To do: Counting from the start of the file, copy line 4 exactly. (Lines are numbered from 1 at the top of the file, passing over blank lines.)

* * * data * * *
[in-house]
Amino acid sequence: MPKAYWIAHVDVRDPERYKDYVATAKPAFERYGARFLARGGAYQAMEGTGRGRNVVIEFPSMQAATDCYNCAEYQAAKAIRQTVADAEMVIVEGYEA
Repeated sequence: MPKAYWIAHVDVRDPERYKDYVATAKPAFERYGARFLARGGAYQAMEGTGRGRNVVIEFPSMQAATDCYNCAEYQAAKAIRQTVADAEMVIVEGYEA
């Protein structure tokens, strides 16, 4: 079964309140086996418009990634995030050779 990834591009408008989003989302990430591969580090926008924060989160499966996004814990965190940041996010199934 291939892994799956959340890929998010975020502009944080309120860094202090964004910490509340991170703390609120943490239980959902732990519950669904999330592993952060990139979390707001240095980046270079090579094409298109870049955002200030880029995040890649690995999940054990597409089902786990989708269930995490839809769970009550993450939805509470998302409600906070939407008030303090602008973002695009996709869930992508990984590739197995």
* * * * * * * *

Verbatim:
């Protein structure tokens, strides 16, 4: 079964309140086996418009990634995030050779 990834591009408008989003989302990430591969580090926008924060989160499966996004814990965190940041996010199934 291939892994799956959340890929998010975020502009944080309120860094202090964004910490509340991170703390609120943490239980959902732990519950669904999330592993952060990139979390707001240095980046270079090579094409298109870049955002200030880029995040890649690995999940054990597409089902786990989708269930995490839809769970009550993450939805509470998302409600906070939407008030303090602008973002695009996709869930992508990984590739197995």